It's a pattern as old as civilization. Human cultures on every continent except Antarctica adapted very early by using wars of conquest to increase their ability to produce food driving out the tribes in adjacent land and using it to grow crops and cattle for their own people. The Old Testament provides one of the clearest descriptions of resource driven conquest from ancient history as 4,000 years ago the Israelites, under the leadership of Moses and Joshua, crossed the Red Sea into the Sinai and drove the indigenous tribes from valley after valley to take over their farmlands for the use of the Jewish people.

The Industrial Revolution and Colonization

The industrial revolution, occurring between 1750 and 1850, supposedly changed all this. Scientists invented fantastic new machines that replaced human, horse and oxen power with the trapped energy of fossil fuels (oil, gas, and coal). And expanded exponentially the amount of food that could be produced from a given plot of land. It also vastly improved the ability of people who controlled fossil fuel resources to conquer and seize the resources not just of neighboring populations but of those that lived at a distance. A process known as colonization.

Do Fossil Fuels Invalidate Malthus' Law?

Over the last fifty years or so, political leaders have claimed that the industrial revolution invalidates Malthus' Law that thanks to fossil fuels and modern technology, humankind can now reproduce indefinitely without ever running out of food. At the same time it's impossible to escape the basic reality that we live a finite planet with finite resources which means we cannot provide food, water and other resources for an infinite number of human beings. Some in the sustainability movement pointing to the 1.2 billion people who are essentially starving to death from an epidemic of famines (due to increasing desertification, combined with the increasing frequency of tropical storms, floods, droughts and wild fires) - believe that at 6.8 billion we have already exceeded the number the earth can support.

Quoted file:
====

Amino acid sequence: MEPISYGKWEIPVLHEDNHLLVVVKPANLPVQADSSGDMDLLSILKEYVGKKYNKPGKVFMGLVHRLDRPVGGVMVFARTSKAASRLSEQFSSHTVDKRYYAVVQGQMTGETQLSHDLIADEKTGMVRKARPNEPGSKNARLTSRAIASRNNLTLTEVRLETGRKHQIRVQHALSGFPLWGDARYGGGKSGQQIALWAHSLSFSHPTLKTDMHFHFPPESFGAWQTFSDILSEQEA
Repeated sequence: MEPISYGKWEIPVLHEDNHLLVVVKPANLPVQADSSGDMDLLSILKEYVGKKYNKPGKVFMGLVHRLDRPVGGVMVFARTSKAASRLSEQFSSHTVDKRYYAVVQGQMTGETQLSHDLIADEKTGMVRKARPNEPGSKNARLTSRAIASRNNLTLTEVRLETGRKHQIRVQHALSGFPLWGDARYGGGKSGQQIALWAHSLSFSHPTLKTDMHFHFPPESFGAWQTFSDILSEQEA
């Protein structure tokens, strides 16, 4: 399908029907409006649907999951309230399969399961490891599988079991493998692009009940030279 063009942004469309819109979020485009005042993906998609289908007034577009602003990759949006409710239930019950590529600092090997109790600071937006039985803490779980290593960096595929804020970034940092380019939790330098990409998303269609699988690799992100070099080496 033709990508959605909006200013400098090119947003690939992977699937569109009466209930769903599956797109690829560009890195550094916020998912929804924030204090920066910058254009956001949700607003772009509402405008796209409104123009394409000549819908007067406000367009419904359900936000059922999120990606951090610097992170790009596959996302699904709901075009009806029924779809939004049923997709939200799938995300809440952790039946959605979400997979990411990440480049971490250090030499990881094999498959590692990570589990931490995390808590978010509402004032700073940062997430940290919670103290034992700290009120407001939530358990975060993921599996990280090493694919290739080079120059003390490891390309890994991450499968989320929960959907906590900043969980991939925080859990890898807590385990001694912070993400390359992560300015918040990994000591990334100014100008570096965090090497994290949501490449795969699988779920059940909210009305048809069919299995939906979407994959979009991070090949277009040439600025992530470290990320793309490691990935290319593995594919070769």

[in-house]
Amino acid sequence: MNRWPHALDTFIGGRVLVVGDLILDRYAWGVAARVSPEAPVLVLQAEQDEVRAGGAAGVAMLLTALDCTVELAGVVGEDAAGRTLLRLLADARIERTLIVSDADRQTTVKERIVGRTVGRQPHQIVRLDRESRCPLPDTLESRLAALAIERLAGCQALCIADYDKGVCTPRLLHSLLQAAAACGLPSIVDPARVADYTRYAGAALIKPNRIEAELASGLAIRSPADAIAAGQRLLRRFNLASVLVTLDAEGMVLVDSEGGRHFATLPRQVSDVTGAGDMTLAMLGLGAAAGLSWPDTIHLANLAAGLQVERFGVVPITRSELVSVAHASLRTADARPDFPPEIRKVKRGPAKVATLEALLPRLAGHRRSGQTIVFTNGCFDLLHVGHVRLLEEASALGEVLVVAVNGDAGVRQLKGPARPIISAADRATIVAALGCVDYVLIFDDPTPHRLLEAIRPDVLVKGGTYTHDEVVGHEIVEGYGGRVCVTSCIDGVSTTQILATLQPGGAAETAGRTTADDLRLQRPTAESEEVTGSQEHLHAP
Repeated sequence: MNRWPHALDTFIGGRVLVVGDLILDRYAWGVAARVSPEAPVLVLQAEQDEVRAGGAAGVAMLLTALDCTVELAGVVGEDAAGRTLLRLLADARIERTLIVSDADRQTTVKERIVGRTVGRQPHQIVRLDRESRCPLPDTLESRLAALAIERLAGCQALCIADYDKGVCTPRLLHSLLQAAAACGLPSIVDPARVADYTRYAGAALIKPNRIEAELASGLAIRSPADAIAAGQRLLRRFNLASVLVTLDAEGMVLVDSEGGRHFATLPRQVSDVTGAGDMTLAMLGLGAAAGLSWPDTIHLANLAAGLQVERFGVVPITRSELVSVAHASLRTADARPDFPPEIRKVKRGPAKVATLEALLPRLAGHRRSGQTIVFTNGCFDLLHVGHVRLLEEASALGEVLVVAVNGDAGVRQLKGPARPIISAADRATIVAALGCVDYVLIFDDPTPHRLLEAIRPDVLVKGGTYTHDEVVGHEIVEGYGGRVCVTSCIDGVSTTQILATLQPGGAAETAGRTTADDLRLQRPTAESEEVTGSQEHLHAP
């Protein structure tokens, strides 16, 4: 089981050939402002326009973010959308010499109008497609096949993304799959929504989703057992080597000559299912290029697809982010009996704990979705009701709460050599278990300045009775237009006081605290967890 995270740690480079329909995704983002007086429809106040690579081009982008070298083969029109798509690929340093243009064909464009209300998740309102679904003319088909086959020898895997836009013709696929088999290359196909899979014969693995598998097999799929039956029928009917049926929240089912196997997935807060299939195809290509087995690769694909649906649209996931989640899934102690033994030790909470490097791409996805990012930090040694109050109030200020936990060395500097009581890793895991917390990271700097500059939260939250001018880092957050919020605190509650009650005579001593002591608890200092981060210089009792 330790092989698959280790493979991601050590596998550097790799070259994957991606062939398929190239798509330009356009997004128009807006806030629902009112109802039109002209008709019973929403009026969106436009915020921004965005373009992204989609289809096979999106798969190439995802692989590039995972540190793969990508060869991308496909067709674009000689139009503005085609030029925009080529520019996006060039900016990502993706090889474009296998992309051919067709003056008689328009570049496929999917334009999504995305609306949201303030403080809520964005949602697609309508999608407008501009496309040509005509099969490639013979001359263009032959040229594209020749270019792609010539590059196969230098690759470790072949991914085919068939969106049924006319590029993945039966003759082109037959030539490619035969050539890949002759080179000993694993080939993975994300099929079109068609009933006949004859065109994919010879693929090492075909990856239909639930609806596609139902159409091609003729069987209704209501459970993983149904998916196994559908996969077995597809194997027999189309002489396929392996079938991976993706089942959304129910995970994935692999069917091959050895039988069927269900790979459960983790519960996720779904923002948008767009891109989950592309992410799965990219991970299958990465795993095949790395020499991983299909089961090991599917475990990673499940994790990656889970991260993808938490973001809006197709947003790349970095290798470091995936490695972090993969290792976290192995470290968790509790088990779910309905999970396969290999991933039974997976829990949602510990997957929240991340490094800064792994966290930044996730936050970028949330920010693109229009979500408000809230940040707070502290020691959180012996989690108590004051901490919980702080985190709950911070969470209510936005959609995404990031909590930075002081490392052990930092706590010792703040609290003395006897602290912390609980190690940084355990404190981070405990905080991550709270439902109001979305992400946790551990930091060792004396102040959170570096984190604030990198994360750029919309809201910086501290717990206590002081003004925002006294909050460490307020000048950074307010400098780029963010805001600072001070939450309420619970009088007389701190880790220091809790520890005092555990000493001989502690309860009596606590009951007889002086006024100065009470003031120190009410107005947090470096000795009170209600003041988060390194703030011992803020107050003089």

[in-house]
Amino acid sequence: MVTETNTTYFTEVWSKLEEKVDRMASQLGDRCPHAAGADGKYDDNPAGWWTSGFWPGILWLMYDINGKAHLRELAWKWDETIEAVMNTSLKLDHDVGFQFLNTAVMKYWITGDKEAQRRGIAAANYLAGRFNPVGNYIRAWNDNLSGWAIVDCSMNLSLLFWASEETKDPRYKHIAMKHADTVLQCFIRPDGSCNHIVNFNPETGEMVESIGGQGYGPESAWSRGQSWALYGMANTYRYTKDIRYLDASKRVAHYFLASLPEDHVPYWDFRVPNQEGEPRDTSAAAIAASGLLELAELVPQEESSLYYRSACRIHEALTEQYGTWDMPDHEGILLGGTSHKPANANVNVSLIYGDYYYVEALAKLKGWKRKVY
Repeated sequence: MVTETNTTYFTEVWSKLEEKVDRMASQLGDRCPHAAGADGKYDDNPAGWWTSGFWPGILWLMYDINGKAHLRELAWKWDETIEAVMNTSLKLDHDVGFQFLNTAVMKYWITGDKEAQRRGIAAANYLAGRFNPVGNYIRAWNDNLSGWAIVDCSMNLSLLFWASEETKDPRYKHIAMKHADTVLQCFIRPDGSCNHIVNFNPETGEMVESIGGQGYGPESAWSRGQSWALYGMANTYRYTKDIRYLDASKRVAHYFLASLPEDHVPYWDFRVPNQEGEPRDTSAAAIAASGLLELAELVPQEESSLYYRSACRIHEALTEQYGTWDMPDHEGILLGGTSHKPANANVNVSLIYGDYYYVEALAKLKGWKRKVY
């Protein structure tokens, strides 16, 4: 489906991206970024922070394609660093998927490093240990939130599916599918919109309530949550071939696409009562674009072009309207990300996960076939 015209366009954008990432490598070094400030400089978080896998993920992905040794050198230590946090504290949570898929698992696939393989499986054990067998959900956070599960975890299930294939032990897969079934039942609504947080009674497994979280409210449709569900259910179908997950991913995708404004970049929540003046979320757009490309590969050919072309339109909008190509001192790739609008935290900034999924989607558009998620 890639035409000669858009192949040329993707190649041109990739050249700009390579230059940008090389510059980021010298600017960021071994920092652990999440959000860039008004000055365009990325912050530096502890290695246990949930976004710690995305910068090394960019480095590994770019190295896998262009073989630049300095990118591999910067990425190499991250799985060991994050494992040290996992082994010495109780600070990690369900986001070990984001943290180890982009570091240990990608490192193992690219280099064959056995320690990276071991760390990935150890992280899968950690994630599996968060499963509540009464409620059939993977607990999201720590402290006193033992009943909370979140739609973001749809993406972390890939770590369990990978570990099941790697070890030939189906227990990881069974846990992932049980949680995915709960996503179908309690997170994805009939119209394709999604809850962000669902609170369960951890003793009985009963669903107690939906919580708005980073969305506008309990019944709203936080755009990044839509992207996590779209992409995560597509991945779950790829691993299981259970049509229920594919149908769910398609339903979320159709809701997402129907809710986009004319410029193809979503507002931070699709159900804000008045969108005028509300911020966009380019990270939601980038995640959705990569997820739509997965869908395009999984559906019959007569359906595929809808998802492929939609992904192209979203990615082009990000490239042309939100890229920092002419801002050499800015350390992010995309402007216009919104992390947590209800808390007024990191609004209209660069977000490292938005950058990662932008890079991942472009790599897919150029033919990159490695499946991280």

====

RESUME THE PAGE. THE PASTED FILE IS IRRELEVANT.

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Personally, I'm not convinced that the industrial revolution has been that effective in feeding the world. What it has done, I believe, is make the first world extremely effective at colonization. It's created a situation in which 20-25% of the world live extremely comfortably in the first world, 50% live with the misery of extreme oppression and exploitation and 20-25% live with chronic starvation and disease.

Moreover fossil fuels are predicted to become so expensive that the vast majority of the world will drop to the bottom tier and return to subsistence level agriculture (replacing farm machinery with horse, oxen and human labor) which in their view can only support a maximum global population of two billion.

Ignoring the Elephant Won't Make Him Go Away

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I am a 63 year old American child and adolescent psychiatrist and political refugee in New Zealand. I have just published a young adult novel THE BATTLE FOR TOMORROW (which won a NABE Pinnacle Achievement Award) about a 16 year old girl who (more...)